Commissioner: Janet Holmes à Court AC, Royal Australian Institute of Architects

Curators: Mauro Baracco and Louise Wright of Baracco+Wright Architects and Linda Tegg

With the Australian Biennale exhibition the curators Mauro Baracco and Louise Wright (Baracco+Wright Architects) and artist Linda Tegg ask the question, how architecture can play a role in repairing the places it is part of: the soil, hydrology, habitat, connections, overland water flow, microorganisms, vegetation and so on. The use of land for buildings is no small act. And Australia has one of the most diverse and ecologically sensitive landscapes in the world.

 
 
 
 

A hill of over 10.000 plants including 65 species leads into the Australian Pavilion and continues inside. The main door and the panorama window are made smaller – the same size as the fire door. Because the architecture itself should step back and the focus is on the land and the plants that were originally on the position of the actual building.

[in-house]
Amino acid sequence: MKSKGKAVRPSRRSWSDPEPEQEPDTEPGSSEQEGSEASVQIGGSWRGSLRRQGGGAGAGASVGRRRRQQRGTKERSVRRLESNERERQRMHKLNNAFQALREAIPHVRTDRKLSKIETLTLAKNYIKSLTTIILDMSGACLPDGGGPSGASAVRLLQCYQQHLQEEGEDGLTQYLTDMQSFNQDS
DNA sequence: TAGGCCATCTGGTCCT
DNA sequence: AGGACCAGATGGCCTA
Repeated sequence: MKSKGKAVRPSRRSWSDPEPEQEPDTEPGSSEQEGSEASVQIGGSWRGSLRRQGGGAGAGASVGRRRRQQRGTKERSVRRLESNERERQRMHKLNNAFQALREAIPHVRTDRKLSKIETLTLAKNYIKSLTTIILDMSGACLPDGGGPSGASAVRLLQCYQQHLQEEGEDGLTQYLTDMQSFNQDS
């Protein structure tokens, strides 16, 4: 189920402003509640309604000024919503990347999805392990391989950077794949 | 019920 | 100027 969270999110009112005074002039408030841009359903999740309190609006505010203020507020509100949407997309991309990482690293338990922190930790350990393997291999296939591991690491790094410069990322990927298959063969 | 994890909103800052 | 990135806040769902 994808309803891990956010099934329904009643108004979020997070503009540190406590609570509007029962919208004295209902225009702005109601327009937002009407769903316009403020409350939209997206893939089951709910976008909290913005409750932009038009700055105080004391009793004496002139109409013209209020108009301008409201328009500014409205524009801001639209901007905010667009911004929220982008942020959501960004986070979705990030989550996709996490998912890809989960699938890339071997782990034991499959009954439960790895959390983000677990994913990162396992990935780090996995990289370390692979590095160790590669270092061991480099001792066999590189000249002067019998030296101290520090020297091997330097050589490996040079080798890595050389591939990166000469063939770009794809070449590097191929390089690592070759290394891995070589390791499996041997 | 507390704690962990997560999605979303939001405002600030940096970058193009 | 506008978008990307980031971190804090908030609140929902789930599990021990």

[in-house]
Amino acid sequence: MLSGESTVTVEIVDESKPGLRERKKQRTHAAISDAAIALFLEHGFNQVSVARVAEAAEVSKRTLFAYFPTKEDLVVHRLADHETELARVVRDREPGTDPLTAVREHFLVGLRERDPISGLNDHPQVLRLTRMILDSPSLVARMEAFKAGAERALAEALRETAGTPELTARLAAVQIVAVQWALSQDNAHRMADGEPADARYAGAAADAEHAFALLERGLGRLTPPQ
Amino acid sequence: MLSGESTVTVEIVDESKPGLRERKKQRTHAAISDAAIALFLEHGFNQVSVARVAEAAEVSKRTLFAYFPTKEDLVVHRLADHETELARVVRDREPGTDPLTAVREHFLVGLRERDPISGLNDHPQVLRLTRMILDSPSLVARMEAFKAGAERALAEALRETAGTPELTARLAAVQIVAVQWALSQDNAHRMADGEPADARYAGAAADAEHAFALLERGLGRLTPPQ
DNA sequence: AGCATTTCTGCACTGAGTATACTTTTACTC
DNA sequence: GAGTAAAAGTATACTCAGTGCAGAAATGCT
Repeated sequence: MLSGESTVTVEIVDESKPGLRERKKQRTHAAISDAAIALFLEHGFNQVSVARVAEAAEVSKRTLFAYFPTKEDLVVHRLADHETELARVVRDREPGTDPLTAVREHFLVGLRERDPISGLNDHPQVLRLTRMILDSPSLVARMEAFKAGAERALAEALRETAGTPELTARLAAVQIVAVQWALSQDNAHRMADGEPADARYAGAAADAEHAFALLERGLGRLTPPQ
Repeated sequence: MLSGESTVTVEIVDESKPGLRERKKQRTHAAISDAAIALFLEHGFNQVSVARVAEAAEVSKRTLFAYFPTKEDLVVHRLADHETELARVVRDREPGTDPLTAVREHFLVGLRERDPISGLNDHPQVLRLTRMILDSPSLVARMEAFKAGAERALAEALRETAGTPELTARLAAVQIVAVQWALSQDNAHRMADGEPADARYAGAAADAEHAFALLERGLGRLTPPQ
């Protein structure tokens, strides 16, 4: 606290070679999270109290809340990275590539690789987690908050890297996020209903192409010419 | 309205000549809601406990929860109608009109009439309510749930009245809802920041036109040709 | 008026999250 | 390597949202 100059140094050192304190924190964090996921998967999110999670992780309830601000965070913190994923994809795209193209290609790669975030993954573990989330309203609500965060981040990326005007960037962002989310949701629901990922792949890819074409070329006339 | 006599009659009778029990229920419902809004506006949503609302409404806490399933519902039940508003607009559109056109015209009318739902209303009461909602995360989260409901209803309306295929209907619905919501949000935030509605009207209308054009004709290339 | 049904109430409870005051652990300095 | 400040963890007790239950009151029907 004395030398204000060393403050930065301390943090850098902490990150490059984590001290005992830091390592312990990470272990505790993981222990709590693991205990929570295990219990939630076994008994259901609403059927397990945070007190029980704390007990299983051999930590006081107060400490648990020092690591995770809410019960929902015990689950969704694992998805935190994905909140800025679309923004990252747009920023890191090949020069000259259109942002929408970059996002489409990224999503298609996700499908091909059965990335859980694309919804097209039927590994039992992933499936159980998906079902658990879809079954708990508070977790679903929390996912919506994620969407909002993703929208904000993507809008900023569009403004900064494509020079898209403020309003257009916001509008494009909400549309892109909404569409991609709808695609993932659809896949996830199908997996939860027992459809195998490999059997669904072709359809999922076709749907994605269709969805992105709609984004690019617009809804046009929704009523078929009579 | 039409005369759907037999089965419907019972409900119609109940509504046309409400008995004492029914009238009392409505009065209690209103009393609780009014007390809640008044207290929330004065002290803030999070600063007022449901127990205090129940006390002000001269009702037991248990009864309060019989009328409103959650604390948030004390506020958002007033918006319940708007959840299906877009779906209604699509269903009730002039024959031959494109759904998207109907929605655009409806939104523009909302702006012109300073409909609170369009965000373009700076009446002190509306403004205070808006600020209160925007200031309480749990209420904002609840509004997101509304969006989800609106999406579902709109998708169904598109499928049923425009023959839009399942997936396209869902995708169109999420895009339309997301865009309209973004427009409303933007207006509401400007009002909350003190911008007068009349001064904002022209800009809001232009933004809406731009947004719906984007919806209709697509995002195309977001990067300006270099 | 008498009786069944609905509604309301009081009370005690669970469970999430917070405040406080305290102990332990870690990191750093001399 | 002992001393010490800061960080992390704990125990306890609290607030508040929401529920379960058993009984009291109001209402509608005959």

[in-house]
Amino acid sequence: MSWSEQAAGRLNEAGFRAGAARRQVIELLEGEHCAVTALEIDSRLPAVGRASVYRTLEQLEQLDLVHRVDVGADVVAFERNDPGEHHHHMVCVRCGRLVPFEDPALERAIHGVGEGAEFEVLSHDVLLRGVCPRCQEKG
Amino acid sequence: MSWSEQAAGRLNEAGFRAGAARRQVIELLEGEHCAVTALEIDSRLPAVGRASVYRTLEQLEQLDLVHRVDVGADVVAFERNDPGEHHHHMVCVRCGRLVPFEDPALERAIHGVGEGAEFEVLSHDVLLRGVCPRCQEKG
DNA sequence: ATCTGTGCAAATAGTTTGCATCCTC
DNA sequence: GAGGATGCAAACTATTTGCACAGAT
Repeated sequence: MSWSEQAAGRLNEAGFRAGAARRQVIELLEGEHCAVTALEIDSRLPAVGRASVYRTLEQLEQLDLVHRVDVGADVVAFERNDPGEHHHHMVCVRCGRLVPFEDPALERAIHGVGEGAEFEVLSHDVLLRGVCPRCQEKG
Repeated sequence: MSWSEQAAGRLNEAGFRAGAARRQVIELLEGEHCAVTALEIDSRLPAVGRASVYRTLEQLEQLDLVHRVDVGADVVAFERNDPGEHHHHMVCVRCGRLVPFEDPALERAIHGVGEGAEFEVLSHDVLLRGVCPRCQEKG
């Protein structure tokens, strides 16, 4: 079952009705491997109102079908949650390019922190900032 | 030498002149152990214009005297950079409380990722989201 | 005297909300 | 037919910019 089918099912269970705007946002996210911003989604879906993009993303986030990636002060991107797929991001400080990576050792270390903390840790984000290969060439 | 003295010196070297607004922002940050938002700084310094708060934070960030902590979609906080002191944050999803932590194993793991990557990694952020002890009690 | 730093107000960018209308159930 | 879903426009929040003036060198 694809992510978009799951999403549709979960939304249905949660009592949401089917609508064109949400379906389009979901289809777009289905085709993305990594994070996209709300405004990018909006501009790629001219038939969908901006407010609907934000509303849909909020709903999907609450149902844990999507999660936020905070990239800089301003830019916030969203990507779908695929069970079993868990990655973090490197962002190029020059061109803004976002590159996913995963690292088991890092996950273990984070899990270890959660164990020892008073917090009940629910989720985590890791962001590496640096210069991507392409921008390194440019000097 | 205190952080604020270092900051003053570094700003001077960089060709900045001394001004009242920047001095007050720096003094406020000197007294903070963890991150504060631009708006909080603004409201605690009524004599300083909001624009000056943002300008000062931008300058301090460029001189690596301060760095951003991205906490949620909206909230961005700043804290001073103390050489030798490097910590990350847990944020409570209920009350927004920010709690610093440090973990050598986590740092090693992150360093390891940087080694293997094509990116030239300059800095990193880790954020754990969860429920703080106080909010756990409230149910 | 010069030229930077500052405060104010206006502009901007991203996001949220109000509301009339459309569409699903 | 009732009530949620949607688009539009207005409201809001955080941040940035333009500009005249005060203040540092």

The atmosphere in the Pavilion is actually natural and pleasant. A slightly fresher air than outside fills the main room. People are sitting and resting on round stools next to the plants and children are hiding in between. Frogs, lizards and many insects are already living inside the green oasis.

The life-sustaining light installation „Skylight“ is providing the necessary light spectrum to the plants denied by the fabric of a building. It channels energy from the Italian electricity grid – 64 per cent Fossil, 21 per cent Hydro, nine per cent Wind and Solar, five per cent Nuclear, and one per cent Geothermal – into the bodies of plants.

Alongside this installation, 15 Australian projects that address the theme of repair will be presented through a video.